At a committal hearing in April 1988, Beck pleaded guilty to the abduction and rape, and not guilty to the murder, while Watts pleaded not guilty to all charges. The couple were tried separately at the Noosa Magistrates Court primarily on Beck’s testimony. Beck's trial commenced in October 1988 and Watts's in February 1990.[4] Beck was found guilty on 20 October 1988, and given three years, five years, and life for the three charges. Watts, who remained unresponsive during trial, was found guilty on 28 February 1990, and given three years, 15 years, and life for the three charges.[4]

Subsequent developments[edit]

Watts[edit]

Barrie Watts
Born
Barrie John Watts

1954 (age 64–65)
Criminal statusIncarcerated
Spouse(s)Valmae Beck (1986–1990; divorced)
Conviction(s)Rape, murder
Criminal penalty2 × life imprisonment without parole

During trial, it was revealed that Watts was an orphan with a long criminal record who had met Beck in 1983 and married her in 1986 in Perth.[4] In 1995, Watts was tried for the murder of Helen Mary Feeney[7] who was last seen alive on 29 October 1987, one month before the murder of Kingi. The case failed due to lack of evidence. In 2007, in a failed effort to promote his parole chances, he finally confessed to his involvement in the murder of Kingi.[8]

Beck[edit]

Valmae Beck
Born
Valmae Faye Beck

1944
Died27 May 2008 (aged 65–66)
Other namesFay Cramb
Spouse(s)Barrie Watts (1986–1990; divorced)
Children6
Conviction(s)Rape, murder
Criminal penaltyLife imprisonment with a non-parole period of 14½ years

Beck had three older brothers, and as a 12-year-old, began working in a clothing factory. By 15, due to parental neglect, she became a ward of the state, and spent much of the period from 1961 to 1972 in and out of jail.[4] While in prison in Perth, she met and was influenced by Catherine Birnie.[4] Prior to her relationship with Watts, Beck had six children from two previous marriages.[5]

In prison after the trial, she was targeted by fellow inmates and was assaulted frequently. At one point, she was struck in the head with a tin can in a sock, causing serious injury.[4] She eventually had to be transferred to the Townsville Correctional Centre. She was also said to have converted to Christianity during this time. She divorced Watts in 1990 saying she regretted everything she had ever done with him.[8] In 1993, she began a romance with Robert John Fardan, a convicted rapist,[4] and in 2003 she met and befriended Pauline Hanson during her time in custody for electoral fraud.[9][10]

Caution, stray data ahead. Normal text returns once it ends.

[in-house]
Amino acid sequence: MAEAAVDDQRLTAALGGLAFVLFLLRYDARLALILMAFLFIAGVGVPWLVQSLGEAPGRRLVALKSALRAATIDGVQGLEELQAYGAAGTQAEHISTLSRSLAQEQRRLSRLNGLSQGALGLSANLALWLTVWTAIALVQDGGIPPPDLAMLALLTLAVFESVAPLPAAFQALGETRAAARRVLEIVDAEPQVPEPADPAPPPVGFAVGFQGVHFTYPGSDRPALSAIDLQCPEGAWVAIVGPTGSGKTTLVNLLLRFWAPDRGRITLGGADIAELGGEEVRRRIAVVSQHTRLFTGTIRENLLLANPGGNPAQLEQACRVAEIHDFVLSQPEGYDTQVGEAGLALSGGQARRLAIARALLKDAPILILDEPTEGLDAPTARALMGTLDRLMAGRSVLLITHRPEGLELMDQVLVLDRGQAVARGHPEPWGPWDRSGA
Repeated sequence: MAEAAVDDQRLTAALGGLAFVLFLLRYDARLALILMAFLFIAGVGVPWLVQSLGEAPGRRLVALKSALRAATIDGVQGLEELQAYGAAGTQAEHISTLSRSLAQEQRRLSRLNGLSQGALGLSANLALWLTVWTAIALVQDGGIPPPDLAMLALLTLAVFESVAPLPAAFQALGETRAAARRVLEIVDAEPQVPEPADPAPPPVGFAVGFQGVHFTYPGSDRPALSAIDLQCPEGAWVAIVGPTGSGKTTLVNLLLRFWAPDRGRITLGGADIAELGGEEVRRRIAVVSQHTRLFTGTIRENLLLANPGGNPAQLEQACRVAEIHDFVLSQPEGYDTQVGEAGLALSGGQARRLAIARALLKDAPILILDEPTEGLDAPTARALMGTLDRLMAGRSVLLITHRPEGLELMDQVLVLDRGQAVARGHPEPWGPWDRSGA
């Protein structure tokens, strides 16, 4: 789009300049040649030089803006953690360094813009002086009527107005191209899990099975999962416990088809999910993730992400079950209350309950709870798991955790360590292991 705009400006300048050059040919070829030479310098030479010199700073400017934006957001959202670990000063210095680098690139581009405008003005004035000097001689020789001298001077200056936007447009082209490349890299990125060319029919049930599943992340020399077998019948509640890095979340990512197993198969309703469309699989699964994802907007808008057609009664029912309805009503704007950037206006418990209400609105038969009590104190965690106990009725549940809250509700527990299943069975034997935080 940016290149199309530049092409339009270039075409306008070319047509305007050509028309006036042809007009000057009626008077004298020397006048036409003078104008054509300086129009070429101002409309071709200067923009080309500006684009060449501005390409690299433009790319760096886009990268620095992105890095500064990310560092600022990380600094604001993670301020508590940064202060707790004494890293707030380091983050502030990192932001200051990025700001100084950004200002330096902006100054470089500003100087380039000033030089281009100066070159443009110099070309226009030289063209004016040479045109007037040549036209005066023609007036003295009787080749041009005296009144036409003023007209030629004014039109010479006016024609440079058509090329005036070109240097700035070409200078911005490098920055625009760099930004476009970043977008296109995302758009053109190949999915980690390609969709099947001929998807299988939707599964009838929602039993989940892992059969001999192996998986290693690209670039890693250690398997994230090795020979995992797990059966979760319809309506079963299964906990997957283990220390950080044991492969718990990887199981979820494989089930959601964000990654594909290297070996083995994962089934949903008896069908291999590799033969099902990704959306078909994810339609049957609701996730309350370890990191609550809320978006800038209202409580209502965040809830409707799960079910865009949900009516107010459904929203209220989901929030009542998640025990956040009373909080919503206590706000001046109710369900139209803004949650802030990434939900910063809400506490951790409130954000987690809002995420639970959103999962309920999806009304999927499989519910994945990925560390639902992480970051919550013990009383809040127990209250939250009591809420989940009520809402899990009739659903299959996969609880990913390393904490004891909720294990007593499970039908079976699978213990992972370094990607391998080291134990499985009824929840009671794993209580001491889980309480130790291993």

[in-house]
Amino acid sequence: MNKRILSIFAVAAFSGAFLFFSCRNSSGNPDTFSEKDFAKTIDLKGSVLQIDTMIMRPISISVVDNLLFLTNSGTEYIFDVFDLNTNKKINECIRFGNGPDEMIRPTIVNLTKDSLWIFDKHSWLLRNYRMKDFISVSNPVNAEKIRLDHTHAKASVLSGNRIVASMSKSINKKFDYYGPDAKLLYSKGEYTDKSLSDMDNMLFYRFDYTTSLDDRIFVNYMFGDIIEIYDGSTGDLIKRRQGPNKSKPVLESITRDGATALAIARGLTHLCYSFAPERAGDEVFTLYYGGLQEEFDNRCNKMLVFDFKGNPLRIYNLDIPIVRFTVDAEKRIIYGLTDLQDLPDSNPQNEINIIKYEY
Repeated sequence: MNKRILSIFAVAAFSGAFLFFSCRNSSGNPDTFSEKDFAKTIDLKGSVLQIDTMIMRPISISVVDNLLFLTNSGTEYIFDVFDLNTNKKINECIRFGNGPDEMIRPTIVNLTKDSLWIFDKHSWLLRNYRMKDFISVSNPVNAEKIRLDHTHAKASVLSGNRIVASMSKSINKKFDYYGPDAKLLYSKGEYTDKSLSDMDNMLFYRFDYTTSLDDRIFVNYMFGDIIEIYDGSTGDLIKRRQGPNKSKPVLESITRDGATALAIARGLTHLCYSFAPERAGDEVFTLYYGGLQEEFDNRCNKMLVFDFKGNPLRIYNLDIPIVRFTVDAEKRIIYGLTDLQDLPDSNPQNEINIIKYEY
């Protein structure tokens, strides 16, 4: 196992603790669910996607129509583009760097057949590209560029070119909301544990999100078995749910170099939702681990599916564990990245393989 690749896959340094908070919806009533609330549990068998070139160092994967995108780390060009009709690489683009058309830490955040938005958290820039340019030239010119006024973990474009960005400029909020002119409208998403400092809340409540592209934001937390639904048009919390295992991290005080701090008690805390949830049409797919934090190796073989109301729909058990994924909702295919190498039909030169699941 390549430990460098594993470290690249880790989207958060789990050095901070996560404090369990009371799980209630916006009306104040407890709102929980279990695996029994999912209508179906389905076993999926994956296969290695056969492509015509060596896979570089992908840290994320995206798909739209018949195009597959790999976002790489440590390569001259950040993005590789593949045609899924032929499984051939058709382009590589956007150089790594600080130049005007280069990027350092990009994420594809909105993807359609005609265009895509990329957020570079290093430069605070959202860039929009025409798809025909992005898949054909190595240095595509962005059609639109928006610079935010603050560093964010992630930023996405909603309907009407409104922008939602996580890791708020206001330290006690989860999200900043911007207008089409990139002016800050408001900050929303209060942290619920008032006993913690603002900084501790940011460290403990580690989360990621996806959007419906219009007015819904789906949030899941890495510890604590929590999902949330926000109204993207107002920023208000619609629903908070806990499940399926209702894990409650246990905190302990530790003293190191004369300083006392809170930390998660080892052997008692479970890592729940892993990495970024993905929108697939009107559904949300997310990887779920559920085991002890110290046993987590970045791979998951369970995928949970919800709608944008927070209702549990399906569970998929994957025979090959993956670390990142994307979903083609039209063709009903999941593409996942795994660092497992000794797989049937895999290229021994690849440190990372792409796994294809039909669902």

Beck unsuccessfully applied for parole three times, and in 2007, it was reported that she had legally changed her name to Fay Cramb.[8] In May 2008, she was placed in an induced coma in Townsville Hospital following heart surgery.[11] Police hoped to obtain a deathbed confession regarding three other unsolved Brisbane-area murders of young women,[3] but she died on 27 May 2008 without regaining consciousness.[12]

See also[edit]

References[edit]

  1. ^ Sian Kingi, Sydney Morning Herald, by Adrian McGregor, published 10 February 1990, retrieved 30 April 2011
  2. ^ Child Killer Witness Haunted, Sunshine Coast Daily, 11 May 2008
  3. ^ a b Valmae Beck, Sian Kingi's killer, is 'close to death', Courier Mail, 7 May 2008
  4. ^ a b c d e f g h i j k l m n "Case 101: Sian Kingi". Casefile: True Crime Podcast. 24 November 2018. Retrieved 25 July 2019.
  5. ^ a b c Letters of a child killer, Courier Mail, 7 July 2007
  6. ^ "How a surfing icon took down Sian Kingi's sadistic killers". www.weeklytimesnow.com.au. 30 January 2019. Retrieved 25 July 2019.
  7. ^ "'I killed Sian Kingi'". NewsComAu. 9 June 2007. Retrieved 25 July 2019.
  8. ^ a b c 'I killed Sian Kingi', Courier Mail, 10 June 2007
  9. ^ "Pauline Hanson's jail tales". 17 November 2003. ISSN 1170-0777. Retrieved 25 July 2019.
  10. ^ Agencies (20 August 2003). "Pauline Hanson jailed for electoral fraud". The Guardian. ISSN 0261-3077. Retrieved 25 July 2019.
  11. ^ Let Noosa child killer die, says MP, Sunshine Coast Daily, 8 May 2008
  12. ^ "Child killer Valmae Beck dead". www.theaustralian.com.au. 26 May 2008.

External links[edit]